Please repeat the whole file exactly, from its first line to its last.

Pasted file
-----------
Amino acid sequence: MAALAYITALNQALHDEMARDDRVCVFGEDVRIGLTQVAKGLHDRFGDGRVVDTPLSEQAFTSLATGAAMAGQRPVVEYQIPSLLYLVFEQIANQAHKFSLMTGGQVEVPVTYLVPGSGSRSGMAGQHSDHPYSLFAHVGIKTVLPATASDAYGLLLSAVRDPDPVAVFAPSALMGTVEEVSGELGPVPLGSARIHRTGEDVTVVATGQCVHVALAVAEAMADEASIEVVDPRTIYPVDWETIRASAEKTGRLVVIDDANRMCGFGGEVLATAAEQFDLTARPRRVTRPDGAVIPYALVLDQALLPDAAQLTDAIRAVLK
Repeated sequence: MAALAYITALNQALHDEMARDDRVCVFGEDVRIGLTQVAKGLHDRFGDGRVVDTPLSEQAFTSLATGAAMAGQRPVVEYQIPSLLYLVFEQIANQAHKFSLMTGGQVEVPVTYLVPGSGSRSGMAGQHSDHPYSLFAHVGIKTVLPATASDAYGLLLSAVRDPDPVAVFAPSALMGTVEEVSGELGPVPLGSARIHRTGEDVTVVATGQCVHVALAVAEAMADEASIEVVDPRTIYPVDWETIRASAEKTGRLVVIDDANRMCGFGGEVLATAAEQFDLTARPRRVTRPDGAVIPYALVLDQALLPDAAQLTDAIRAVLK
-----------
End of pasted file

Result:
Amino acid sequence: MAALAYITALNQALHDEMARDDRVCVFGEDVRIGLTQVAKGLHDRFGDGRVVDTPLSEQAFTSLATGAAMAGQRPVVEYQIPSLLYLVFEQIANQAHKFSLMTGGQVEVPVTYLVPGSGSRSGMAGQHSDHPYSLFAHVGIKTVLPATASDAYGLLLSAVRDPDPVAVFAPSALMGTVEEVSGELGPVPLGSARIHRTGEDVTVVATGQCVHVALAVAEAMADEASIEVVDPRTIYPVDWETIRASAEKTGRLVVIDDANRMCGFGGEVLATAAEQFDLTARPRRVTRPDGAVIPYALVLDQALLPDAAQLTDAIRAVLK
Repeated sequence: MAALAYITALNQALHDEMARDDRVCVFGEDVRIGLTQVAKGLHDRFGDGRVVDTPLSEQAFTSLATGAAMAGQRPVVEYQIPSLLYLVFEQIANQAHKFSLMTGGQVEVPVTYLVPGSGSRSGMAGQHSDHPYSLFAHVGIKTVLPATASDAYGLLLSAVRDPDPVAVFAPSALMGTVEEVSGELGPVPLGSARIHRTGEDVTVVATGQCVHVALAVAEAMADEASIEVVDPRTIYPVDWETIRASAEKTGRLVVIDDANRMCGFGGEVLATAAEQFDLTARPRRVTRPDGAVIPYALVLDQALLPDAAQLTDAIRAVLK